Régie du bâtiment du Québec

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Sole construction and safety codes

Under the Building Act (CQLR, chapter B-1.1) and the laws governing the municipal sector, the Régie du bâtiment du Québec (RBQ) and municipalities have the power to adopt different construction and safety regulations for the building categories within their respective jurisdictions.

Over the next few years, the Québec government will progressively harmonize building construction and safety standards and establish common regulatory content across Québec. 

This will lead to the province-wide adoption of 

  • a single construction code and 
  • a single safety code,
  • regardless of building type or municipality size.

It will facilitate

  • doing away with regulatory discrepancies and duplications, 
  • ensuring uniform construction quality and safety throughout Québec, regardless of building type, and 
  • referencing the latest national standards developed by industry and government experts.

Adoption of Bill 17

Bill 17, An Act to amend various provisions for the main purpose of reducing regulatory and administrative burden, was assented to on October 27. 

It amends the Building Act, in particular by stipulating that only more stringent standards may be adopted by municipalities, thus promoting a single construction code and a single safety code.

Numerous benefits

Harmonization will benefit many stakeholders; in the long run, everyone will enjoy better construction quality and greater building safety. It is also one of the measures set out in the government’s 2020–2025 action plan on regulatory and administrative streamlining.

For municipalities 

  • Promotes faster updating of municipal bylaws.
  • Reduces administrative burden by eliminating the need to duplicate the regulatory design process in each municipality.
  • Standardizes construction quality and building safety in all municipalities.
  • Municipalities can use the Building Act provisions to enforce regulations while enjoying immunity for themselves and their inspection staff against any claims arising from enforcement.

For citizens, contractors and designers

  • Ensures uniform construction quality and building safety, in line with the latest national standards.
  • Avoids confusion about which regulatory authority to consult and which standards apply in municipalities for a given building type.
  • No need for contractors and designers to build differently from one municipality to the next.
  • Promotes labour mobility.

Towards a concerted-action strategy

In 2020, a permanent consultation mechanism was set up to involve municipalities in developing regulations.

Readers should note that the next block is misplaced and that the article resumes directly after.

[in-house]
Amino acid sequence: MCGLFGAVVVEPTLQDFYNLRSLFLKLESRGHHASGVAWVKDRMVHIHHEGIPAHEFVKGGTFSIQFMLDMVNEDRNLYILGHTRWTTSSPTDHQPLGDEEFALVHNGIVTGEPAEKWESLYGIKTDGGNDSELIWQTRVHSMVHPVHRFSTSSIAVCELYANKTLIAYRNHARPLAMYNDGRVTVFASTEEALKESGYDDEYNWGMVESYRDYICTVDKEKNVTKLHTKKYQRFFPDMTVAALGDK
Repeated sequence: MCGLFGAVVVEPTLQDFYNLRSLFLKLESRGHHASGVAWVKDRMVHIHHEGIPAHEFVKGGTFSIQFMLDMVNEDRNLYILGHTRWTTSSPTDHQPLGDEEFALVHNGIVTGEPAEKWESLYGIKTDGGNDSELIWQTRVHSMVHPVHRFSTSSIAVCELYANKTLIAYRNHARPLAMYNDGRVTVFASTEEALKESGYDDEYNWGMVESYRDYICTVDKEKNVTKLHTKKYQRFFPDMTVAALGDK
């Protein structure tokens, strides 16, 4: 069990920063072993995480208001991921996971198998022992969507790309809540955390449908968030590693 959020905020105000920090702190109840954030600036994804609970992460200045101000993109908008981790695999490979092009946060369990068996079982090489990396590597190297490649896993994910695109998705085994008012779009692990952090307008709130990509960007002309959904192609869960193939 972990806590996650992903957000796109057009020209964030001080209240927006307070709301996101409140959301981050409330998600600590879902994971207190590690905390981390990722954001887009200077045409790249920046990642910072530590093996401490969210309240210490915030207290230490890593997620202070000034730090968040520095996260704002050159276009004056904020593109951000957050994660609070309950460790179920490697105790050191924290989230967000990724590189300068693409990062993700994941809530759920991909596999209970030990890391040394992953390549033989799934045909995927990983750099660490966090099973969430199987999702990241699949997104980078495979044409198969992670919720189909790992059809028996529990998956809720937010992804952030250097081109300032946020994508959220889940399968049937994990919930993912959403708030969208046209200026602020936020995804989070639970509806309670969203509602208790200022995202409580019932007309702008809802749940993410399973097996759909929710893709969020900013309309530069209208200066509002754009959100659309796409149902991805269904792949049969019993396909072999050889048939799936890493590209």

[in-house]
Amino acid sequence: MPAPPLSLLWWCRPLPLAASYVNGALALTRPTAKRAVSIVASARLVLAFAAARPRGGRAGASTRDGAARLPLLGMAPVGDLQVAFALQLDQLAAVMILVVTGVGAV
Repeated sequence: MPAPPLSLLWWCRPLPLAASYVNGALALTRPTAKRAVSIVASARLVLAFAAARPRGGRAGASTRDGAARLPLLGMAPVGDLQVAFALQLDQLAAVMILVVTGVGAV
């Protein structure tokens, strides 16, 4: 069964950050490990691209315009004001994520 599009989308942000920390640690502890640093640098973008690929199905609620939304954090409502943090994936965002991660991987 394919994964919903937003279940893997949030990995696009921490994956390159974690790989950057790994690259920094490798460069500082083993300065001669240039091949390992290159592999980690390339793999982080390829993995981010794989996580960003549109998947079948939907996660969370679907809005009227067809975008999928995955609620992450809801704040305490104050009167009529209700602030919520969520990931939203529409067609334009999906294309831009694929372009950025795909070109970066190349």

The RBQ, which represents Québec on national standards committees, will bring municipalities’ concerns to these committees. We estimate that this consultation will need to be completed in time for the next national model code development cycle (2025). The codes would then come into force 18 months after publication, i.e., in 2027.

Although code harmonization has been awaited for several years, the RBQ is aware that this is an exercise in cooperation and listening. Municipalities and the RBQ will benefit from working together from the same foundation. In this way, they can support each other and develop shared tools (inspection grids, public awareness material, etc.) to facilitate regulatory compliance monitoring. Several meetings have already been organized with municipalities.

Shared responsibilities

When Bill 17 was on the table, some municipal stakeholders expressed concern that municipalities would be left holding the bag for construction quality. However, this will still be a responsibility shared by the parties involved in a project, namely, the designer, the contractor and the workers. The same applies to the owners of unsafe or poorly maintained buildings.

Over the coming months, a new division of roles and responsibilities between the RBQ and municipalities will have to be established for enforcing building construction and safety regulations.

However, municipalities will retain the following responsibilities:

  • Adopting more stringent standards for items not covered or adopting standards better adapted to specific situations, as needed (e.g., architectural constraints in historic neighbourhoods),
  • Adopting zoning bylaws,
  • Issuing construction permits.

Contractors will have to continue complying with current codes and best practices, regardless of the municipality in which they operate.

Transition and support

Given the current regulatory disparity, the impact of harmonization is likely to vary from one municipality to the next. A transitional period will give municipal administrations time to adapt to the changes. The transition details will be defined in consultation with the municipalities.

In collaboration with municipal federations (FQM-UMQ), the RBQ has set up a consultation mechanism that could lead to the adoption of common positions, particularly for developing regulations. 

The RBQ will develop a range of services to support municipalities. This could be based on the services offered to municipalities that have already adopted the Buildings Chapter of the Safety Code (BCSC). Services could include

  • training for municipal fire department and inspection personnel,
  • on-site support in complex situations,
  • production of tools (e.g., guides, interpretation bulletins, inspection grids),
  • etc.

A number of details still need to be hammered out before the codes can be harmonized. Over the coming months, the RBQ will continue its work to develop the regulations needed to make this reform a success. 

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